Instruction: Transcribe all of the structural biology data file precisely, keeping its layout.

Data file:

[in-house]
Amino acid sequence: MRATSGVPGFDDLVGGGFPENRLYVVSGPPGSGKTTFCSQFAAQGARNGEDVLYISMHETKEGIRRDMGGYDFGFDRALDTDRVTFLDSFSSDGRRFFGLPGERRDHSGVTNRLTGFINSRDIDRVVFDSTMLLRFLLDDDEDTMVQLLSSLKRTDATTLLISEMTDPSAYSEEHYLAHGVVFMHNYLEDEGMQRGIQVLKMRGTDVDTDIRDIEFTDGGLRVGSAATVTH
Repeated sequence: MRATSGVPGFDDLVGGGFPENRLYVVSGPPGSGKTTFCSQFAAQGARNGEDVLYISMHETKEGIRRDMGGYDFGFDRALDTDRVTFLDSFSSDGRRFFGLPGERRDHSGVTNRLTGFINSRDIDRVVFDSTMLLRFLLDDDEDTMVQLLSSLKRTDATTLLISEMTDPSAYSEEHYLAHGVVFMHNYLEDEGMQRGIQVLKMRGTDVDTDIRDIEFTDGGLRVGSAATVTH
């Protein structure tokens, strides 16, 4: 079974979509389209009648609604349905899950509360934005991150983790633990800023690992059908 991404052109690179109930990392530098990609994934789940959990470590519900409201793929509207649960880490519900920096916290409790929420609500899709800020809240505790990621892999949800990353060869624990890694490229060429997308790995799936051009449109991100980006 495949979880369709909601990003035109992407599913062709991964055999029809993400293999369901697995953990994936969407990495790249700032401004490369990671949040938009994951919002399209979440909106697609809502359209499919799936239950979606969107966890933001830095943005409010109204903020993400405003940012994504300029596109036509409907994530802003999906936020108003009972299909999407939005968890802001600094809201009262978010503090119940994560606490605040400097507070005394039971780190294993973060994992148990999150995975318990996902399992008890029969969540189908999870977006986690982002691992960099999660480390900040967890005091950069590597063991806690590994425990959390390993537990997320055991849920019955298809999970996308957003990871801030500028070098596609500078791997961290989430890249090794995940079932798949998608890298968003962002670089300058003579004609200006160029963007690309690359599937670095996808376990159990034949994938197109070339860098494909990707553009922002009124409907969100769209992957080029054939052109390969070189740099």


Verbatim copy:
[in-house]
Amino acid sequence: MRATSGVPGFDDLVGGGFPENRLYVVSGPPGSGKTTFCSQFAAQGARNGEDVLYISMHETKEGIRRDMGGYDFGFDRALDTDRVTFLDSFSSDGRRFFGLPGERRDHSGVTNRLTGFINSRDIDRVVFDSTMLLRFLLDDDEDTMVQLLSSLKRTDATTLLISEMTDPSAYSEEHYLAHGVVFMHNYLEDEGMQRGIQVLKMRGTDVDTDIRDIEFTDGGLRVGSAATVTH
Repeated sequence: MRATSGVPGFDDLVGGGFPENRLYVVSGPPGSGKTTFCSQFAAQGARNGEDVLYISMHETKEGIRRDMGGYDFGFDRALDTDRVTFLDSFSSDGRRFFGLPGERRDHSGVTNRLTGFINSRDIDRVVFDSTMLLRFLLDDDEDTMVQLLSSLKRTDATTLLISEMTDPSAYSEEHYLAHGVVFMHNYLEDEGMQRGIQVLKMRGTDVDTDIRDIEFTDGGLRVGSAATVTH
């Protein structure tokens, strides 16, 4: 079974979509389209009648609604349905899950509360934005991150983790633990800023690992059908 991404052109690179109930990392530098990609994934789940959990470590519900409201793929509207649960880490519900920096916290409790929420609500899709800020809240505790990621892999949800990353060869624990890694490229060429997308790995799936051009449109991100980006 495949979880369709909601990003035109992407599913062709991964055999029809993400293999369901697995953990994936969407990495790249700032401004490369990671949040938009994951919002399209979440909106697609809502359209499919799936239950979606969107966890933001830095943005409010109204903020993400405003940012994504300029596109036509409907994530802003999906936020108003009972299909999407939005968890802001600094809201009262978010503090119940994560606490605040400097507070005394039971780190294993973060994992148990999150995975318990996902399992008890029969969540189908999870977006986690982002691992960099999660480390900040967890005091950069590597063991806690590994425990959390390993537990997320055991849920019955298809999970996308957003990871801030500028070098596609500078791997961290989430890249090794995940079932798949998608890298968003962002670089300058003579004609200006160029963007690309690359599937670095996808376990159990034949994938197109070339860098494909990707553009922002009124409907969100769209992957080029054939052109390969070189740099």